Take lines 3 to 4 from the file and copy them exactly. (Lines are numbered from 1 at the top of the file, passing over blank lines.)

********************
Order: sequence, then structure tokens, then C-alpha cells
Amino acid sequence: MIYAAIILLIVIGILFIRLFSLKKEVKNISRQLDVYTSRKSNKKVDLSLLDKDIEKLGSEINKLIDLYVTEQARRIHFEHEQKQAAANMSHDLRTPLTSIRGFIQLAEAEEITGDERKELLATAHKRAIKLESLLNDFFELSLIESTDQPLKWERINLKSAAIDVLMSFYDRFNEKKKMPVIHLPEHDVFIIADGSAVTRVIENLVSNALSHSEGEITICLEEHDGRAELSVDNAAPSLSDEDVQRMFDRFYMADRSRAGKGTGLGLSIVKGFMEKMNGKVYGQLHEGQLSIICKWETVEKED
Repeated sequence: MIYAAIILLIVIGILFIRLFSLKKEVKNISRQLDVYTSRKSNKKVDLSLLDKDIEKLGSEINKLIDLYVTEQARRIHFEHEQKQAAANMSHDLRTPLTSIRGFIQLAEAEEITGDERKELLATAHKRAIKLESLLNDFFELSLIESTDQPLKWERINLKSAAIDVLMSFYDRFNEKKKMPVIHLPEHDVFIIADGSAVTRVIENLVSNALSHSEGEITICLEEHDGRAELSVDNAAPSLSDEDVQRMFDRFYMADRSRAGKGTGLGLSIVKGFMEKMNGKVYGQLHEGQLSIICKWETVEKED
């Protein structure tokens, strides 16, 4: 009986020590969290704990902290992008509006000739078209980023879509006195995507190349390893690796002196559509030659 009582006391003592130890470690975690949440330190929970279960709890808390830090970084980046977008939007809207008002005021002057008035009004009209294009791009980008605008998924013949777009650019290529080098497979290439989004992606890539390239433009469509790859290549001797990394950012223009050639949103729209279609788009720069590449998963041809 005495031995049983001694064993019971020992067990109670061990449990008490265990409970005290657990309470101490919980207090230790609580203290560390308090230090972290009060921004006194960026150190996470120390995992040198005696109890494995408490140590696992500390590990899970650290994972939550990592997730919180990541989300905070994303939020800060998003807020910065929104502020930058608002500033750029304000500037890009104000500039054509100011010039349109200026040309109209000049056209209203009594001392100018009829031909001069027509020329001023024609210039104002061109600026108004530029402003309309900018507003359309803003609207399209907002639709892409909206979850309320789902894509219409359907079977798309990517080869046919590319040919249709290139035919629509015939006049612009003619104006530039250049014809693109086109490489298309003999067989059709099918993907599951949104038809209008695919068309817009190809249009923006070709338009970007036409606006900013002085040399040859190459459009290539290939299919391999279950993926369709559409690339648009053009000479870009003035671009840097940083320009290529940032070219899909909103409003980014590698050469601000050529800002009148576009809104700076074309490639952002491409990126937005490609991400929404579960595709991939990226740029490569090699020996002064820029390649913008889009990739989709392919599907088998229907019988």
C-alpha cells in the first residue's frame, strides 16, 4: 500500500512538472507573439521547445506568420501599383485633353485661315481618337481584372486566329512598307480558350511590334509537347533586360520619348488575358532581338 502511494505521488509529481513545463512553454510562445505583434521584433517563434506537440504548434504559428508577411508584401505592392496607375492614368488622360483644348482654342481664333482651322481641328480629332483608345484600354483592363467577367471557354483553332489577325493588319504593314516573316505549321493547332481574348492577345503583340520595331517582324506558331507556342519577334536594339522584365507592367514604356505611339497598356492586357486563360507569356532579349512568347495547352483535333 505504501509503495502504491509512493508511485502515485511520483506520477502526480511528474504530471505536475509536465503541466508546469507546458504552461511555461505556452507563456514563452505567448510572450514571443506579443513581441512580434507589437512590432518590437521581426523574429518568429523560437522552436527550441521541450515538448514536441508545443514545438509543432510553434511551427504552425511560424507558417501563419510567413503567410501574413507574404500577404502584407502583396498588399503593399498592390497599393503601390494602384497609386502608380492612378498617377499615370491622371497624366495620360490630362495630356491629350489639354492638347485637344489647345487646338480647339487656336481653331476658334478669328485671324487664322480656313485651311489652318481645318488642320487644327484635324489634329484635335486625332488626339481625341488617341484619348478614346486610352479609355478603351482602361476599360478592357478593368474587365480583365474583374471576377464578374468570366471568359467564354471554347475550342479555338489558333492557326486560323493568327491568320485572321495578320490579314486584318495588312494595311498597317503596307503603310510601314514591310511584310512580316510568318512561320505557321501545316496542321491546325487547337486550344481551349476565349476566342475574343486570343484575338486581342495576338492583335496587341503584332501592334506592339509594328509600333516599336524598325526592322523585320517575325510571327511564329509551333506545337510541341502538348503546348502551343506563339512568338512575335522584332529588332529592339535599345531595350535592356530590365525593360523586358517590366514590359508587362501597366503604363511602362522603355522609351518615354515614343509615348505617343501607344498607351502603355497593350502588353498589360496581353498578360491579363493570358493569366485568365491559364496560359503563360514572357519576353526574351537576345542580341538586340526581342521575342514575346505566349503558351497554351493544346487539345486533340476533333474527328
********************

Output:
Repeated sequence: MIYAAIILLIVIGILFIRLFSLKKEVKNISRQLDVYTSRKSNKKVDLSLLDKDIEKLGSEINKLIDLYVTEQARRIHFEHEQKQAAANMSHDLRTPLTSIRGFIQLAEAEEITGDERKELLATAHKRAIKLESLLNDFFELSLIESTDQPLKWERINLKSAAIDVLMSFYDRFNEKKKMPVIHLPEHDVFIIADGSAVTRVIENLVSNALSHSEGEITICLEEHDGRAELSVDNAAPSLSDEDVQRMFDRFYMADRSRAGKGTGLGLSIVKGFMEKMNGKVYGQLHEGQLSIICKWETVEKED
């Protein structure tokens, strides 16, 4: 009986020590969290704990902290992008509006000739078209980023879509006195995507190349390893690796002196559509030659 009582006391003592130890470690975690949440330190929970279960709890808390830090970084980046977008939007809207008002005021002057008035009004009209294009791009980008605008998924013949777009650019290529080098497979290439989004992606890539390239433009469509790859290549001797990394950012223009050639949103729209279609788009720069590449998963041809 005495031995049983001694064993019971020992067990109670061990449990008490265990409970005290657990309470101490919980207090230790609580203290560390308090230090972290009060921004006194960026150190996470120390995992040198005696109890494995408490140590696992500390590990899970650290994972939550990592997730919180990541989300905070994303939020800060998003807020910065929104502020930058608002500033750029304000500037890009104000500039054509100011010039349109200026040309109209000049056209209203009594001392100018009829031909001069027509020329001023024609210039104002061109600026108004530029402003309309900018507003359309803003609207399209907002639709892409909206979850309320789902894509219409359907079977798309990517080869046919590319040919249709290139035919629509015939006049612009003619104006530039250049014809693109086109490489298309003999067989059709099918993907599951949104038809209008695919068309817009190809249009923006070709338009970007036409606006900013002085040399040859190459459009290539290939299919391999279950993926369709559409690339648009053009000479870009003035671009840097940083320009290529940032070219899909909103409003980014590698050469601000050529800002009148576009809104700076074309490639952002491409990126937005490609991400929404579960595709991939990226740029490569090699020996002064820029390649913008889009990739989709392919599907088998229907019988």